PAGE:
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9th October 2018, New York, NY

Knitwear production rapidly evolving in North America

Stephan Robertson, CEO North American Operations. © StollStoll, Germany’s leading flat knitting machine manufacturer, concluded its first Stoll Symposium at its New York City facility last week, in honour of its 145th anniversary. The event was a means to give back to the key industry players that utilise Stoll’s machinery and services, as well as to educate designers and brands alike on the various knitting solutions and techniques available through working with Stoll.

The New York event featured seven key sessions that walked attendees through a technical leap in time from knitting applications to techniques to machinery throughout the years. They provided an in-depth comprehension of Stoll ADF & CMS techniques, Stoll-artwork, Stoll-autocreate, Stoll-knit and wear, yarn experience and usage, and technical textiles at Stoll.

With the foundation of the 1,400 square metre Fashion & Technology Center in New York in 2009, Stoll now covers the American knitting industry market. At the New York showroom, Stoll America works with a wide range of highly skilled specialists to develop the shapes and patterns utilised by famous major American retail companies and knitwear designers.

Stephan Robertson, CEO North American Operations, based in New York, has spent more than two years at Stoll America, joining the company as the Sales Director in 2016 until becoming the CEO in May 2017. Stephan and Stoll CEO Andreas Schellhammer told Knitting Industry about the production opportunities in North America, as well as Central and South American markets.

How much knitwear production is there in North America these days and where is it located geographically? What are North American manufacturers producing and who are they producing for?

Stephan Robertson: Knitwear production is rapidly evolving in North America – particularly in the realm of technical textiles. In order to respect the privacy of our customers and their NDAs, we cannot provide the exact North American locations. However, we can say that in the US, specifically, there are many production opportunities on both the east and west coasts – with some soon-to-be production opportunities in the mid-west. All regions mentioned cater to both fashion and technical markets.

Stoll CEO Andreas Schellhammer. © StollWhat can you tell us about the flat knitted technical textiles sector in North America? We know that the flat knitted shoe boom has opened the world’s eyes to the potential of flat knitting – but what kind of products for which industries are you seeing come to market?

SR: We are currently seeing rapid growth in the technical textiles sector for North America. There is strong reason to believe that the automotive industry will be the next, “boom”, or lighthouse effect, for flat knitting. Products of such include car seats and other interior features.

With Fashion & Technology, the disruptiveness of e-commerce will further change the retail landscape – this is already happening – and our knitelligence will have a big role to play here.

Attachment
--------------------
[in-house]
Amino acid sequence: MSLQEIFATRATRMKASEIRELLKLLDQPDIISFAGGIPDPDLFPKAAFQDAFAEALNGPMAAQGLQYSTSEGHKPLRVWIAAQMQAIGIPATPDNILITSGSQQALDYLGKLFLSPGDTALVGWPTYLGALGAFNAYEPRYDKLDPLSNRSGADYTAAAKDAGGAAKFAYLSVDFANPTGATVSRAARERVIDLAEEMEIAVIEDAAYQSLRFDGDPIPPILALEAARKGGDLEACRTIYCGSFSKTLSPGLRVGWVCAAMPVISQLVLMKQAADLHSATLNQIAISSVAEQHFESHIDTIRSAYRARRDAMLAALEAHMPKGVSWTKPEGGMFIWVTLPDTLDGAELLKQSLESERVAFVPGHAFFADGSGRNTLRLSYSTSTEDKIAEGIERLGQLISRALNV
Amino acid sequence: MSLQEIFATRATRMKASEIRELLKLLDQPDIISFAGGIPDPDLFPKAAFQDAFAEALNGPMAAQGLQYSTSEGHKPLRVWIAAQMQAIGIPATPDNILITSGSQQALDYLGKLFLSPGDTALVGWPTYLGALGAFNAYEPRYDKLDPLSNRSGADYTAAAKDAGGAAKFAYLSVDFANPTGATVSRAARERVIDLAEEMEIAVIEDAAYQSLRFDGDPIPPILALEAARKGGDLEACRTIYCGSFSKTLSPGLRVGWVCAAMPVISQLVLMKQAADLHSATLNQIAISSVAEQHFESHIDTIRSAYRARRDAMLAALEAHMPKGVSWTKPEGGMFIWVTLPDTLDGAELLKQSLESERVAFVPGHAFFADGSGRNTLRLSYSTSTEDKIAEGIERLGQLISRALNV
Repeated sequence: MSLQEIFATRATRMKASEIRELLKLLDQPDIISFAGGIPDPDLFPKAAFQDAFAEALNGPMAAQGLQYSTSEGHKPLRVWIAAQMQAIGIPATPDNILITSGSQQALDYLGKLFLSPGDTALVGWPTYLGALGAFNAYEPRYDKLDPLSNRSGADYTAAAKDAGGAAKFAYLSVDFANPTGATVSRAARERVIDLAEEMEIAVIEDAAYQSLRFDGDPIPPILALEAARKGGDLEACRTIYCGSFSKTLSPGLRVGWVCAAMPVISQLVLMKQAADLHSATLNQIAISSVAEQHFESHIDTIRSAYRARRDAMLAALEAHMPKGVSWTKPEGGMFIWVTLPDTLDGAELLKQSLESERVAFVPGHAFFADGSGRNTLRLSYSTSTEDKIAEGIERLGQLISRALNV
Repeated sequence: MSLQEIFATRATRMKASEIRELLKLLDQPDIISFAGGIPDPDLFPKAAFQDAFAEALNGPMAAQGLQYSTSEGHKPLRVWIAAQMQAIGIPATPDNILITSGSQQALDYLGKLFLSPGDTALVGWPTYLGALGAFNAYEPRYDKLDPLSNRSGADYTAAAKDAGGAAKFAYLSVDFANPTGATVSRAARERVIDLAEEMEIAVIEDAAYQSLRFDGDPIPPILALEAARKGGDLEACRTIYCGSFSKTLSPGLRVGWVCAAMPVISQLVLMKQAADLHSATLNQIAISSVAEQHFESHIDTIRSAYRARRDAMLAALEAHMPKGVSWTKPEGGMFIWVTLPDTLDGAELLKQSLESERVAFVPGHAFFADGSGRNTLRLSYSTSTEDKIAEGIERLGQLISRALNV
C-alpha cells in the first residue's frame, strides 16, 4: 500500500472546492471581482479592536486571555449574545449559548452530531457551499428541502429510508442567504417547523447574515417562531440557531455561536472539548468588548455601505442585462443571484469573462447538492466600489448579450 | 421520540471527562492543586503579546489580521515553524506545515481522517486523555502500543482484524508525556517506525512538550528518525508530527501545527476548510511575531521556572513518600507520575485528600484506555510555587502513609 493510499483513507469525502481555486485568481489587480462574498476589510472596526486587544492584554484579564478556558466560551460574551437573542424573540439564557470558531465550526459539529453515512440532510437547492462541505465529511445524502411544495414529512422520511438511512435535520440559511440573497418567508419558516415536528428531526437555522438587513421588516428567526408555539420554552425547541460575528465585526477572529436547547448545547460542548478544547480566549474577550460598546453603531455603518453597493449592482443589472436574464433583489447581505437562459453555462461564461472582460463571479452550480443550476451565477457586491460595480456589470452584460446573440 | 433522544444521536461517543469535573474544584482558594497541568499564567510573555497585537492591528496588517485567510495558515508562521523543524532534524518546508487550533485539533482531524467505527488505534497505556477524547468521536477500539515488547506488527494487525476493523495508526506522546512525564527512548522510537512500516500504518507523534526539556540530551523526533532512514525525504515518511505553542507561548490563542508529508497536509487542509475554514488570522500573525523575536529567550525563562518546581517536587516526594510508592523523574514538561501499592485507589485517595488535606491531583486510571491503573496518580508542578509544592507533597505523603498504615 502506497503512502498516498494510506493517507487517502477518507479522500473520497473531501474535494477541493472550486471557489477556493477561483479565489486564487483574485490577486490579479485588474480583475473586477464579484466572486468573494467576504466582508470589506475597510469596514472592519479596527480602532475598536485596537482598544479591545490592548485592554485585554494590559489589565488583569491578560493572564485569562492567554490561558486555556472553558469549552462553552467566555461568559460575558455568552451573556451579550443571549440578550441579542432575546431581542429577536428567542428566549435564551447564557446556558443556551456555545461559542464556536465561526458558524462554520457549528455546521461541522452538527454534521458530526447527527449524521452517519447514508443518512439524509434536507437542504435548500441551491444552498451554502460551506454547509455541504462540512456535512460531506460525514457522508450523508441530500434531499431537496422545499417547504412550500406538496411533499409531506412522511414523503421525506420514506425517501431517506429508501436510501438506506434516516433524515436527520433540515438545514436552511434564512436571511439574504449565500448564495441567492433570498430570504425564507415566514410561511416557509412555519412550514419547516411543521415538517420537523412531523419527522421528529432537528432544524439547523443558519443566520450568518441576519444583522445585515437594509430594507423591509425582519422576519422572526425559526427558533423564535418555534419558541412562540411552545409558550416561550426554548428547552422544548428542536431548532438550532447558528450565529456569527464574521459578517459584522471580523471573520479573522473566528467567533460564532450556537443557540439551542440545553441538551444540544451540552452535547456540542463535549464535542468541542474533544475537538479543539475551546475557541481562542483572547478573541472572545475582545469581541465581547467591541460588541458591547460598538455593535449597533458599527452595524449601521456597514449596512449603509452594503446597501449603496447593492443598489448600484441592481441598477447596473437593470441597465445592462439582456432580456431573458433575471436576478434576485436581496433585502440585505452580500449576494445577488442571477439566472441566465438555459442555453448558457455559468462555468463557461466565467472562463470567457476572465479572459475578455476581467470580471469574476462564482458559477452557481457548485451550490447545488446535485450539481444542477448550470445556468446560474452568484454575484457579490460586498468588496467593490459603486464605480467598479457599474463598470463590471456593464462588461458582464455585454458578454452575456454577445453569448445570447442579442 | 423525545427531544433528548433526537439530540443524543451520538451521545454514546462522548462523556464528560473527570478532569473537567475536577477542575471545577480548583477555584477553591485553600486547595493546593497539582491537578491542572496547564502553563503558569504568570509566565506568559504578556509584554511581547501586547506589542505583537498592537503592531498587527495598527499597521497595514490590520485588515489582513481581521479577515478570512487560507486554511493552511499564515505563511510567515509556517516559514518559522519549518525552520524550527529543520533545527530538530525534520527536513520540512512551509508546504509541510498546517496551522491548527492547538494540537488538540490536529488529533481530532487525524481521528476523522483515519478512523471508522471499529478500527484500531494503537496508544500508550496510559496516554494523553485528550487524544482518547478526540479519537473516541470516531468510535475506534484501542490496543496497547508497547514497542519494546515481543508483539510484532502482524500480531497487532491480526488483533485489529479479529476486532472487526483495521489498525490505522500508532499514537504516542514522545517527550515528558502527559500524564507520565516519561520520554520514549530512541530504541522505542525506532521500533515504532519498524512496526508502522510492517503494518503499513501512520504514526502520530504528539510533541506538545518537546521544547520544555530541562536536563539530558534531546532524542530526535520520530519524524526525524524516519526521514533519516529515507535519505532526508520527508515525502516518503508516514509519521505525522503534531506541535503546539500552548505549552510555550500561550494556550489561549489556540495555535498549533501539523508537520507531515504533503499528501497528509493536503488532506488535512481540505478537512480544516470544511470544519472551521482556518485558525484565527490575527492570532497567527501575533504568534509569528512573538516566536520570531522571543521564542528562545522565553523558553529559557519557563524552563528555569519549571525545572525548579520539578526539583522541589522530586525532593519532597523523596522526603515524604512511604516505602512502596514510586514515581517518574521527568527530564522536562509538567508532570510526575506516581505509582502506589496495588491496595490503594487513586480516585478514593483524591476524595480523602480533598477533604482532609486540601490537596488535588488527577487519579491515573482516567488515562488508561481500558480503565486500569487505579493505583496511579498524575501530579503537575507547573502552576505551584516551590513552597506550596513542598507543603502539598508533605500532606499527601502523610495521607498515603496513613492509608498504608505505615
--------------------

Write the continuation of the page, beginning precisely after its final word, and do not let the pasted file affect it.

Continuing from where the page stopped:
How much of the knitwear which is imported into the US, is designed in the US but manufactured in Central America? Which are the main manufacturing locations in Central America and typically what kind of operations are they. Which are the most popular Stoll machine models and gauges there?

SR: At least 90% of what is developed in the US is produced overseas.

In Central America, Mexico is a big player, but most of Mexican production is for internal consumption. Peru, Brazil, and Chile are other key countries.

Fully fashioned and/or cut-and-sew are of the most popular machines – most of the machines are older to newer generation CMS machines with gauges ranging from E1,5.2 – E18.

Can you give us an overview on South American markets from a Stoll perspective? Which are currently the best markets? What are producers processing and for what kind of markets?

SR: Stoll has a long-time relation with an agent in Brazil. But, Brazil is a very specific market. We go to various exhibitions here to hold resonance. However, there is currently a lot of high inflation in South America, and the political economics can make working in these regions difficult. This also has an impact on our machine sales and business there.

Project I: The installation of the 300 high-tech flatbed knitting machines will happen throughout the next three years. © Stoll

Project I to revive knitwear manufacturing

At the close of last Thursday’s Stoll Symposium in New York, Stephan Robertson announced Stoll’s collaboration with Project I, an innovative apparel manufacturing group started by fashion executives Jon Lewis and John Elmuccio, which plans to buy 300 Stoll machines to revive knitwear manufacturing in an as yet unnamed US city.

“We’re partnering to create the apparel manufacturing and supply chain facility of the future,” said John Elmuccio. “The collaboration with Stoll will strengthen America’s fashion market, restore apparel production jobs using the latest technology, and revitalise the fully-fashioned knit sector.”

Read the full story here - Project I and Stoll bring knitwear manufacturing back to US

www.stoll.com

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